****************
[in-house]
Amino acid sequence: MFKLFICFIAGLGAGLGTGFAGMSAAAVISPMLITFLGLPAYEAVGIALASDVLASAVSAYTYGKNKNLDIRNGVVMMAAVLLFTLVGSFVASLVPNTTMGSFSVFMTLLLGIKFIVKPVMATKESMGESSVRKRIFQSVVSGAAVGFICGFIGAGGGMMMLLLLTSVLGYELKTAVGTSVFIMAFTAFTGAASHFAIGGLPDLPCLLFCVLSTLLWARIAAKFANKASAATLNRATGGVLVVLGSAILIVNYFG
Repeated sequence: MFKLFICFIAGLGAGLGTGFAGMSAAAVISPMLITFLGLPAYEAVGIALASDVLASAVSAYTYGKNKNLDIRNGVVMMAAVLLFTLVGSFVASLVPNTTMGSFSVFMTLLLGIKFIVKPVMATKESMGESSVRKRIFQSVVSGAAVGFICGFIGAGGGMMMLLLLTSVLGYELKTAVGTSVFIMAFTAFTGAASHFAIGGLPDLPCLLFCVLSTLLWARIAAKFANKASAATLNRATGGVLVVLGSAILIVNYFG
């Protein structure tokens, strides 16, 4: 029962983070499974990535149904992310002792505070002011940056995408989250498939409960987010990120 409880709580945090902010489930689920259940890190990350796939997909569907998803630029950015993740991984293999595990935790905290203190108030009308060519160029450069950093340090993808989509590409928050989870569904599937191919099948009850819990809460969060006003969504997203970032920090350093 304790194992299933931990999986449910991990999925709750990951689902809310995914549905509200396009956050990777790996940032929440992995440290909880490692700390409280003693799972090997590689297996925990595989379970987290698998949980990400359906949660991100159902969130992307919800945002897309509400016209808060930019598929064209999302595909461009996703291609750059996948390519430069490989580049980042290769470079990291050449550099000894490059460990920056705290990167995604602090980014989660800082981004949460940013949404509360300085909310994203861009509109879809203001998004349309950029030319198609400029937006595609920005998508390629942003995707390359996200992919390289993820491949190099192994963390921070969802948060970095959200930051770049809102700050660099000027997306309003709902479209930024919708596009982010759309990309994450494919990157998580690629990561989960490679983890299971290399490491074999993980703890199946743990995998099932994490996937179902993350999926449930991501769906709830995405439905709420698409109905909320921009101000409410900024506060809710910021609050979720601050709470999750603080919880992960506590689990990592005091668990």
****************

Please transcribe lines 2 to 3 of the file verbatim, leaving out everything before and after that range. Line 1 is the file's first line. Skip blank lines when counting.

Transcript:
Amino acid sequence: MFKLFICFIAGLGAGLGTGFAGMSAAAVISPMLITFLGLPAYEAVGIALASDVLASAVSAYTYGKNKNLDIRNGVVMMAAVLLFTLVGSFVASLVPNTTMGSFSVFMTLLLGIKFIVKPVMATKESMGESSVRKRIFQSVVSGAAVGFICGFIGAGGGMMMLLLLTSVLGYELKTAVGTSVFIMAFTAFTGAASHFAIGGLPDLPCLLFCVLSTLLWARIAAKFANKASAATLNRATGGVLVVLGSAILIVNYFG
Repeated sequence: MFKLFICFIAGLGAGLGTGFAGMSAAAVISPMLITFLGLPAYEAVGIALASDVLASAVSAYTYGKNKNLDIRNGVVMMAAVLLFTLVGSFVASLVPNTTMGSFSVFMTLLLGIKFIVKPVMATKESMGESSVRKRIFQSVVSGAAVGFICGFIGAGGGMMMLLLLTSVLGYELKTAVGTSVFIMAFTAFTGAASHFAIGGLPDLPCLLFCVLSTLLWARIAAKFANKASAATLNRATGGVLVVLGSAILIVNYFG